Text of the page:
Franc Reviews

Franc.World – April Reviews

It’s April and the Easter holidays are in full swing. In among the chocolate eggs, bunnies and bilbies, who asked for a good book this Easter?

That way you can enjoy your school holidays curled up on the couch, (or sprawled on a
towel at the beach), with a good book and a choccie egg or two. Fun!

“Villains Academy” by Ryan Hammond

If you’re looking for a villainously funny, highly illustrated young middle-grade series to read,
then look no further than Villains Academy by author and illustrator Ryan Hammond. This
book follows the misadventures of seven teenage villains who find themselves at an exclusive
school that teaches them all about being evil – with awesome consequences!

The story is full of exciting twists and turns as the main characters learn how to be master
baddies while also discovering the importance of friendship along the way.
The illustrations in this book are amazing and really work to carry the storyline. Each page is
filled with details that draw you into the world with the comic-style panelling making it easy
for readers to follow along.

The characters are flawed yet endearing heroes whose mistakes often lead them down
paths neither expected nor desired – but ultimately help teach important lessons about
morality and doing what’s right when faced with difficult decisions. It’s a great example of
how even those we think may be bad can have redeemable qualities if given a chance.

Overall, Villains Academy by Ryan Hammond is a delightful read that any fan of fantasy or
comedy will love!

With its unique art style, witty dialogue, and engaging plotlines, this book will captivate
readers from start to finish.

“The Heartstopper Yearbook” by Alice Oseman 

Alice Oseman’s Heartstopper Yearbook is a charming tale of love, acceptance, and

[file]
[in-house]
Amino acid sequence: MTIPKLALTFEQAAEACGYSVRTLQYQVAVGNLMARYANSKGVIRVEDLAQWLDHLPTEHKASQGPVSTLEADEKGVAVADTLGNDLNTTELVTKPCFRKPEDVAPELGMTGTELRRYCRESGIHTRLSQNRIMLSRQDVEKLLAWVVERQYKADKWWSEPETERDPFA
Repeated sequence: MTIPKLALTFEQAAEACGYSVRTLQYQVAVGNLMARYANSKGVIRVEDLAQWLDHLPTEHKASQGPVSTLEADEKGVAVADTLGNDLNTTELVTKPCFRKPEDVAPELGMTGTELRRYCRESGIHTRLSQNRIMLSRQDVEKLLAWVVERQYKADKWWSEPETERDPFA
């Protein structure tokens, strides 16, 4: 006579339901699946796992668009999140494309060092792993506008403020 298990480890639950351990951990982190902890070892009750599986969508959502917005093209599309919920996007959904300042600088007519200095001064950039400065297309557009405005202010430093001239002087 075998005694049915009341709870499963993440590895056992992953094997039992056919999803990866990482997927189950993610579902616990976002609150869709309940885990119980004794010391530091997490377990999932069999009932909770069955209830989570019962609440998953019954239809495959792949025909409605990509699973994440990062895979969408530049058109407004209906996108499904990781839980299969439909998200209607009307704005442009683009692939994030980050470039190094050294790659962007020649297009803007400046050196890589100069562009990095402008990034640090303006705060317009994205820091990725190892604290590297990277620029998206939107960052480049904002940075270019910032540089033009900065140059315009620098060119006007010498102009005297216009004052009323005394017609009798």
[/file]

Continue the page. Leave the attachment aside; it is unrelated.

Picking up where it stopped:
friendship. It follows the story of Nick and Charlie, two young boys who find themselves in an
unlikely romance despite their different backgrounds. As they navigate their new
relationship, both boys come to understand the power of true friendship and discover what it
really means to be accepted for who you are.

The story takes place during one school year at St John’s College where Nick has just
transferred from another school while Charlie is already attending. Both boys struggle with
finding their place within the college environment – Nick as a gay student dealing with bullies
while also trying to make friends; Charlie as a popular student but still feeling isolated due to
his own secret struggles. Despite this initial divide between them, they quickly develop an
unexpected connection which blossoms into something more than either could have

Oseman skillfully weaves together elements such as humour, drama and heartfelt moments
throughout the book that will keep readers engaged until the very end. From start to finish
there is never a dull moment as Ozeman delves into her characters’ lives on various levels –
exploring how growing up can be difficult no matter your situation or background – yet
ultimately allowing for hope in discovering yourself along the way.

Overall Heartstopper Yearbook offers an enjoyable read full of heart-warming moments and
touching themes that provides an honest look into teenage relationships. It also conveys
positive messages about self-acceptance which are for everyone, regardless age group or
gender identity. It is also soon to be made into a live-action Netflix series.

For more fantastic Franc.World reviews, you can visit their platform here:

On Key

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